While we're all, I'm sure, very concerned at the news of Manic Street Preachers frontman Richey James' illness (he was hospitalised last month with a diagnosis of "nervous exhaustion") and hope for a full and speedy recovery, can we please have a bit less of the snivelling, moaning, groaning and all-round revolting self-pitying whinging from the rest of the band which is currently plastered all over the music press. People who have this attitude to the world are virtually guarantee that they're going to make themselves sick.
The fact is that the Manics are a less talented and competent band than most South Wales outfits, elevated above their ability. They should think themselves lucky to have made names for themselves at all. All this self-loathing "we hate rock" posturing doesn't even have the saving grace of being original, but then, neither does their music.
None of which means that they might not develop into real musicians: you know, the kind who actually have a feel for the music, can exploit the full potential of their instruments and have something to say apart from how much they hate everything to do with the craft which is their trade. They really ought to have outgrown this adolescent posturing by now.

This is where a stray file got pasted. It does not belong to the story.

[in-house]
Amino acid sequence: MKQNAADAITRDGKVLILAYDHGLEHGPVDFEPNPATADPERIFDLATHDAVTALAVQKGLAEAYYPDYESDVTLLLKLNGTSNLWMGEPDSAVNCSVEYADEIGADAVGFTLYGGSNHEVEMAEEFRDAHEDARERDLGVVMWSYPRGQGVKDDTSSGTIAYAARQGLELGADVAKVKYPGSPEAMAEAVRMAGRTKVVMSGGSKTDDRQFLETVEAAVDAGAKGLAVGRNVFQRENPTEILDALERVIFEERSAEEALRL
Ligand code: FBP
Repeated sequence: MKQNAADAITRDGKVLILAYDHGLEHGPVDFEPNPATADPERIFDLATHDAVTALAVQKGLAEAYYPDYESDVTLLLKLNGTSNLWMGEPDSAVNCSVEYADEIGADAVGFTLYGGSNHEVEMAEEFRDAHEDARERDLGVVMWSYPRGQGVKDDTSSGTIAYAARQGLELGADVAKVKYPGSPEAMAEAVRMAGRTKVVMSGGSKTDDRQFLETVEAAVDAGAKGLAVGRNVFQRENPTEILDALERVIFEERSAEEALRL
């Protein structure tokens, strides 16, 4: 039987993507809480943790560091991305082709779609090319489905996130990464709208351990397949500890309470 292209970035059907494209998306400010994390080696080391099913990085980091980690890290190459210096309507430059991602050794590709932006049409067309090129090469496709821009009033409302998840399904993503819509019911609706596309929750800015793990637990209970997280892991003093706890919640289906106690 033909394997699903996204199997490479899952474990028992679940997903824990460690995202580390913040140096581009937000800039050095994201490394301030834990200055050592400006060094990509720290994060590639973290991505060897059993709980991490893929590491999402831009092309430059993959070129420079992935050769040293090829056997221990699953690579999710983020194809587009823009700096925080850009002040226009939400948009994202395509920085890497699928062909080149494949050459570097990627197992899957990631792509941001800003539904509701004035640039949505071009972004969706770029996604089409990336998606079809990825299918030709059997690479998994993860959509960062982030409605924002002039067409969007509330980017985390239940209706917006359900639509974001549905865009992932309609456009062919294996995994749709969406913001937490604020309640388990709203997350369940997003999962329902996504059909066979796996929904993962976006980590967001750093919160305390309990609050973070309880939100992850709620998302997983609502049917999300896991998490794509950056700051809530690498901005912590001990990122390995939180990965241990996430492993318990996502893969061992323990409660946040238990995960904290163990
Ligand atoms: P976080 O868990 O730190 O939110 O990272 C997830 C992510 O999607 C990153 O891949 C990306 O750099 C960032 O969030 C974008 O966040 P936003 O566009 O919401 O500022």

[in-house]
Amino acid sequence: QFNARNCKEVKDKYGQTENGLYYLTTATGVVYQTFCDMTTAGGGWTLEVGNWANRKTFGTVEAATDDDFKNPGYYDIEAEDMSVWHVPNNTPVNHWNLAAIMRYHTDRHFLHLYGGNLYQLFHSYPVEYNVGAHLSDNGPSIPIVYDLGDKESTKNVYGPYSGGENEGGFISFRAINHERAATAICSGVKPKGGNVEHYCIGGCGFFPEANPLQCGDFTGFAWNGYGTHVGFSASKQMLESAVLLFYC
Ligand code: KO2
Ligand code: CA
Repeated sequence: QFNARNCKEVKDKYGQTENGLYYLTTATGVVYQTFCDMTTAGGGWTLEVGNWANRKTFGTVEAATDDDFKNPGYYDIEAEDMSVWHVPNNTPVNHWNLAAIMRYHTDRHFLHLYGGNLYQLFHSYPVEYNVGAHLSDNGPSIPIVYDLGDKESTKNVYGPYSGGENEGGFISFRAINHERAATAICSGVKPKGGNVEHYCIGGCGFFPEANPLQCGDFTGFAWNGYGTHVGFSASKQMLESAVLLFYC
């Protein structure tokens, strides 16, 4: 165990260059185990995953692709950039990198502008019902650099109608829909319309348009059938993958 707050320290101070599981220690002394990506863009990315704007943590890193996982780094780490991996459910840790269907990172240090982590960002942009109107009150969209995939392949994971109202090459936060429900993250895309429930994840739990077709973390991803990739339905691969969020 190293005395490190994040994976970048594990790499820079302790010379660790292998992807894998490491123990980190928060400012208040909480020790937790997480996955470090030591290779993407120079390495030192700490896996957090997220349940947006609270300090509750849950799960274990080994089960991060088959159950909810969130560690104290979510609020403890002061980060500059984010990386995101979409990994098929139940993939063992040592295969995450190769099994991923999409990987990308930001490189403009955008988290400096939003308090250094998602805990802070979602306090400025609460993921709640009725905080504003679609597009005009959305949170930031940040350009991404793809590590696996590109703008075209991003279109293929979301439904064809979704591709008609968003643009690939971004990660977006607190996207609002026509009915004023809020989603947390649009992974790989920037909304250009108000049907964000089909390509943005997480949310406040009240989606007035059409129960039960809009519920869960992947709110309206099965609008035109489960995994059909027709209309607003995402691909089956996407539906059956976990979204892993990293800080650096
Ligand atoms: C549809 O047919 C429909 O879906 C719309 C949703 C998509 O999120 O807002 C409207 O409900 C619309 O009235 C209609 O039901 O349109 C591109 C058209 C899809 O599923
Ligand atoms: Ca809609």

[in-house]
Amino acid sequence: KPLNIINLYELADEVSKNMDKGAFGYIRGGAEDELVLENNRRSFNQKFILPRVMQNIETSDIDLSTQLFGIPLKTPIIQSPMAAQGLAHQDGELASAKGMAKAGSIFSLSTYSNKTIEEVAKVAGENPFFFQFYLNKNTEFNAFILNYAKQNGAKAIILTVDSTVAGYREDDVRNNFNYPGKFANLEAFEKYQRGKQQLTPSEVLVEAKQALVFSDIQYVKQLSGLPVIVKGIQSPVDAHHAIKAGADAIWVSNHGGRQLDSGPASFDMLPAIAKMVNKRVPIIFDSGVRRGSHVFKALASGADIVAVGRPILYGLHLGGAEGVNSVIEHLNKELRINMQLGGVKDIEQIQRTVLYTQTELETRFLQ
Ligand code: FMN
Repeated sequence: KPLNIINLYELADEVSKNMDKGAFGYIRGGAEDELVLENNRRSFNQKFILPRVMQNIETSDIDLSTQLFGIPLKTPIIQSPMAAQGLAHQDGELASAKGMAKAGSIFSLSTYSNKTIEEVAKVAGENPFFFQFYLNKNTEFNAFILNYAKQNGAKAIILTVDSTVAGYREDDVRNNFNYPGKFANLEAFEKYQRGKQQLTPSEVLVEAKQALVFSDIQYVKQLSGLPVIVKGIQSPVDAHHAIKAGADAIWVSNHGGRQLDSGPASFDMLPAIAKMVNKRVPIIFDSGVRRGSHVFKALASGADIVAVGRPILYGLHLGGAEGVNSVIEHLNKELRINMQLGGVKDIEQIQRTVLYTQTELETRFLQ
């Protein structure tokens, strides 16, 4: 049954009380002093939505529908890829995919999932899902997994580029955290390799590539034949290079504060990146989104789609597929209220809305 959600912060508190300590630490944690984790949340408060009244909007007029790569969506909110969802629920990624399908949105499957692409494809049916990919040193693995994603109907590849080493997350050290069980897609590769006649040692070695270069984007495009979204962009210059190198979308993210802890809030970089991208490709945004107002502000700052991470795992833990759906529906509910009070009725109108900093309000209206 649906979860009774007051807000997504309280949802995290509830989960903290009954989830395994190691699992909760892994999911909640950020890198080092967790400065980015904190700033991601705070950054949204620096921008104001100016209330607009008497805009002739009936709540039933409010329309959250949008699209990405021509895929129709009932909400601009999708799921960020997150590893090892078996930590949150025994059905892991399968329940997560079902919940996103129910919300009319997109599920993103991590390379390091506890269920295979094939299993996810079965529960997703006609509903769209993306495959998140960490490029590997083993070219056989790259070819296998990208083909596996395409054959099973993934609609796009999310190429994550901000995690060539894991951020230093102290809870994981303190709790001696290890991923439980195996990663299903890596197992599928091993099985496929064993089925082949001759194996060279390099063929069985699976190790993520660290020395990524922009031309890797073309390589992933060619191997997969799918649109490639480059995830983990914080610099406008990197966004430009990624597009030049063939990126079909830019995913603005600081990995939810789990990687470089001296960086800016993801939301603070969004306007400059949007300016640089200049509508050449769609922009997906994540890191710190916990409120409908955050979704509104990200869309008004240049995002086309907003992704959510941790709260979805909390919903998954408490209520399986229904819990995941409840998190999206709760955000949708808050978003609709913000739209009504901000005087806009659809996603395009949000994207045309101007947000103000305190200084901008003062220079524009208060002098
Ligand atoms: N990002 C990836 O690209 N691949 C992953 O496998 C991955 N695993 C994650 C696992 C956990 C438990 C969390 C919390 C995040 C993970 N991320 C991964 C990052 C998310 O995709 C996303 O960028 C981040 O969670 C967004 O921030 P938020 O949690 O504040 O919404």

The Preachers nihilistic ranting is, of course, the very essence of rock. It's just their hard luck if they don't have the talent or the ambition to control and transcend rock's self-indulgence and create something original. Like any other artform, rock has the potential to expand our personal awareness and understanding of the world and ourselves, or it can degenerate into mere pop pap. Which is where the Manics are headed. Get better soon, Richey, and for God's sake get real, Manics.
The new Manic Street preachers album The Holy Bible is now out on the Columbia label. The band are scheduled to play the Cardiff Astoria on October 20th.